- Our most pressing concern regarding the cloud is customers will begin to face the same cost and complexity challenges in the cloud they have just eliminated by moving beyond legacy on-premise infrastructure. As it becomes increasingly clear that enterprise infrastructure demands will not be met by one single public cloud provider, customers will need new tools to manage the entirety of their infrastructure – across public, private and edge clouds – that not only unify everything together, but also maintain policy and flexibility between clouds. Without these tools, data will become siloed across these platforms, resulting in higher infrastructure costs and IT teams that once again have to manage the complexity of multiple platforms instead of higher value projects.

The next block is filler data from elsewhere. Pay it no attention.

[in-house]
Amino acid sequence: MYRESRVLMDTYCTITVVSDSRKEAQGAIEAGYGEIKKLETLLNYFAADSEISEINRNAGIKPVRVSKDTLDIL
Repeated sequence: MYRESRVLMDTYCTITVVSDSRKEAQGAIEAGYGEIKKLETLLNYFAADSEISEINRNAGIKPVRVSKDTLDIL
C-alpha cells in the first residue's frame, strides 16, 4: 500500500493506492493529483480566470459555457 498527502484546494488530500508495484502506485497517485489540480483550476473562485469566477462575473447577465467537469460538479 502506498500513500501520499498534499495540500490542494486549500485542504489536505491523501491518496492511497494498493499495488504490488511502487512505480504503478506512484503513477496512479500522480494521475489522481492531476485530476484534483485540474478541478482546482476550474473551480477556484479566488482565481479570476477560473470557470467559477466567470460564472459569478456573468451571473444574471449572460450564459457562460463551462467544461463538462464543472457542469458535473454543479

- Really exciting time. The danger is there is a lot of technology so fast it’s easy to make a bet on the wrong horse. The database is a far more solid and lasting than the application. Data can persist for decades. So fast-moving you’re unable to support in a year or two.
- Uncertainty over which infrastructure components are dropping. Amount of options are growing exponentially. How do I know what to use when? How do I retool? How to I remain compliant and secure? This is not an end state. Perpetual evolution. How to stay aware and take advantage?